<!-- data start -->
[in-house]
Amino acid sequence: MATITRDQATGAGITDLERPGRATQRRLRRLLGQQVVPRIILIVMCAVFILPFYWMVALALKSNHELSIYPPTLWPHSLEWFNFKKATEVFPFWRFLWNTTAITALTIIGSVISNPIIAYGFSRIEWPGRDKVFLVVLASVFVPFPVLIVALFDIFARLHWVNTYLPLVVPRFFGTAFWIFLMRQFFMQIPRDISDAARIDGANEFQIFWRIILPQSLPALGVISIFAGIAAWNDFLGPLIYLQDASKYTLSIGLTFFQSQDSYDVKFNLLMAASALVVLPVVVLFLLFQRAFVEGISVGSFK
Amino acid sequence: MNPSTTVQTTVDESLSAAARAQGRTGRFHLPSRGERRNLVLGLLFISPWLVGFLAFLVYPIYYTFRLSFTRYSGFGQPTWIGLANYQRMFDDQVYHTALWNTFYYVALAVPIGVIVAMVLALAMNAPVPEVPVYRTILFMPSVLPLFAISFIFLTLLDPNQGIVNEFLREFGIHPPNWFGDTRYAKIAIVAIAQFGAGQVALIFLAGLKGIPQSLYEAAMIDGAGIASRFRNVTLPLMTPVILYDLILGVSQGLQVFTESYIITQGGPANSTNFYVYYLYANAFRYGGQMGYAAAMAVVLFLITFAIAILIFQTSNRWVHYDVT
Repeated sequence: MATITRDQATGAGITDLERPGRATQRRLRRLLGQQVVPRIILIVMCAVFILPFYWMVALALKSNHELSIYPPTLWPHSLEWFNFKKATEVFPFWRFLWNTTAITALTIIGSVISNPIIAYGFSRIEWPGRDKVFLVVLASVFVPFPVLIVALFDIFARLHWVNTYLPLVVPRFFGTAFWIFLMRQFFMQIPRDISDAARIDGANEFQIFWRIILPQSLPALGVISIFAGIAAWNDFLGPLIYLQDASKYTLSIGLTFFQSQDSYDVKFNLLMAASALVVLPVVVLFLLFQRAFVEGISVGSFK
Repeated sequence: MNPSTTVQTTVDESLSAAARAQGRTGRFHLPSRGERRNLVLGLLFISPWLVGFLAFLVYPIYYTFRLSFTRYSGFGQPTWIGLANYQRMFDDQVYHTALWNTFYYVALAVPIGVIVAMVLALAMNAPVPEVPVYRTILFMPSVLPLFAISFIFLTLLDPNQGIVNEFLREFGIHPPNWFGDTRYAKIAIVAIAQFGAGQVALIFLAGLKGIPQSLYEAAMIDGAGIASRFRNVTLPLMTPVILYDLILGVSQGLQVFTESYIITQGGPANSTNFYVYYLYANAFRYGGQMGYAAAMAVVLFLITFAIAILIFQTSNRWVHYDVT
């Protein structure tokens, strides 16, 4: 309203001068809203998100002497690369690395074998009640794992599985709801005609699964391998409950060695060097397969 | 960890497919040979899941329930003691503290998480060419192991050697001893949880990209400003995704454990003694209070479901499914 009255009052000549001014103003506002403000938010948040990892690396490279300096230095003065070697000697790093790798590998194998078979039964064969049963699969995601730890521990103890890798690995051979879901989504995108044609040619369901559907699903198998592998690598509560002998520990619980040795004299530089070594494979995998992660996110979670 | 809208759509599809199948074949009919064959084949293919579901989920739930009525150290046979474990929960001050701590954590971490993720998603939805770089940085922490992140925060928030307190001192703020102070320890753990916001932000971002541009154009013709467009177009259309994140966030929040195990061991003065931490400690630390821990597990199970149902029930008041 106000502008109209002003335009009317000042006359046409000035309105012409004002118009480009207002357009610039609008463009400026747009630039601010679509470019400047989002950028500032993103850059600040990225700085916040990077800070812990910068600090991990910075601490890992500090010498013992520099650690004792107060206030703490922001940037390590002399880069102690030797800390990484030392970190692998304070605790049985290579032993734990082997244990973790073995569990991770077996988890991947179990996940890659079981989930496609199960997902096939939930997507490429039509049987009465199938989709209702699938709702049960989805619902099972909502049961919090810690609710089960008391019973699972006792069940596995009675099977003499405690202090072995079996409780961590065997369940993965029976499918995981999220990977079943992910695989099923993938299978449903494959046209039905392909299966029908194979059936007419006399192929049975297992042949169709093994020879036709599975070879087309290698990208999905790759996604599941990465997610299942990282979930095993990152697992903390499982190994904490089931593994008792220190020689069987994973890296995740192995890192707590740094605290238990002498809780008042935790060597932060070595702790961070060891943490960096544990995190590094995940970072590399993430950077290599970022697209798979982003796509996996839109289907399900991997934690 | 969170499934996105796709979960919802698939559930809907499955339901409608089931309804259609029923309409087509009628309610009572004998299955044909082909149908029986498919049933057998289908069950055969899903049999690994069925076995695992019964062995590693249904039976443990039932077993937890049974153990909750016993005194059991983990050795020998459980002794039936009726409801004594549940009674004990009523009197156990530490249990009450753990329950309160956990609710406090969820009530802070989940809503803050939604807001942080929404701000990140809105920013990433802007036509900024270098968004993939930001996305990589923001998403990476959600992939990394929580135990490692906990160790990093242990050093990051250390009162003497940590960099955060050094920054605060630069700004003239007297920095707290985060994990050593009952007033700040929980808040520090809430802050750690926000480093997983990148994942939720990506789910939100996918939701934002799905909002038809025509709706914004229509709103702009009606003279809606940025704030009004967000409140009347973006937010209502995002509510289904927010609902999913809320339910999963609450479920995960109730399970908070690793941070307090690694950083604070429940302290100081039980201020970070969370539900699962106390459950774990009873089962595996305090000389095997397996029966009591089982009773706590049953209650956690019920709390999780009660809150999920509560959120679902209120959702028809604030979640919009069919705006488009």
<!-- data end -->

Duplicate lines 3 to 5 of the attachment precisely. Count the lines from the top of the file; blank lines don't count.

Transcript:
Amino acid sequence: MNPSTTVQTTVDESLSAAARAQGRTGRFHLPSRGERRNLVLGLLFISPWLVGFLAFLVYPIYYTFRLSFTRYSGFGQPTWIGLANYQRMFDDQVYHTALWNTFYYVALAVPIGVIVAMVLALAMNAPVPEVPVYRTILFMPSVLPLFAISFIFLTLLDPNQGIVNEFLREFGIHPPNWFGDTRYAKIAIVAIAQFGAGQVALIFLAGLKGIPQSLYEAAMIDGAGIASRFRNVTLPLMTPVILYDLILGVSQGLQVFTESYIITQGGPANSTNFYVYYLYANAFRYGGQMGYAAAMAVVLFLITFAIAILIFQTSNRWVHYDVT
Repeated sequence: MATITRDQATGAGITDLERPGRATQRRLRRLLGQQVVPRIILIVMCAVFILPFYWMVALALKSNHELSIYPPTLWPHSLEWFNFKKATEVFPFWRFLWNTTAITALTIIGSVISNPIIAYGFSRIEWPGRDKVFLVVLASVFVPFPVLIVALFDIFARLHWVNTYLPLVVPRFFGTAFWIFLMRQFFMQIPRDISDAARIDGANEFQIFWRIILPQSLPALGVISIFAGIAAWNDFLGPLIYLQDASKYTLSIGLTFFQSQDSYDVKFNLLMAASALVVLPVVVLFLLFQRAFVEGISVGSFK
Repeated sequence: MNPSTTVQTTVDESLSAAARAQGRTGRFHLPSRGERRNLVLGLLFISPWLVGFLAFLVYPIYYTFRLSFTRYSGFGQPTWIGLANYQRMFDDQVYHTALWNTFYYVALAVPIGVIVAMVLALAMNAPVPEVPVYRTILFMPSVLPLFAISFIFLTLLDPNQGIVNEFLREFGIHPPNWFGDTRYAKIAIVAIAQFGAGQVALIFLAGLKGIPQSLYEAAMIDGAGIASRFRNVTLPLMTPVILYDLILGVSQGLQVFTESYIITQGGPANSTNFYVYYLYANAFRYGGQMGYAAAMAVVLFLITFAIAILIFQTSNRWVHYDVT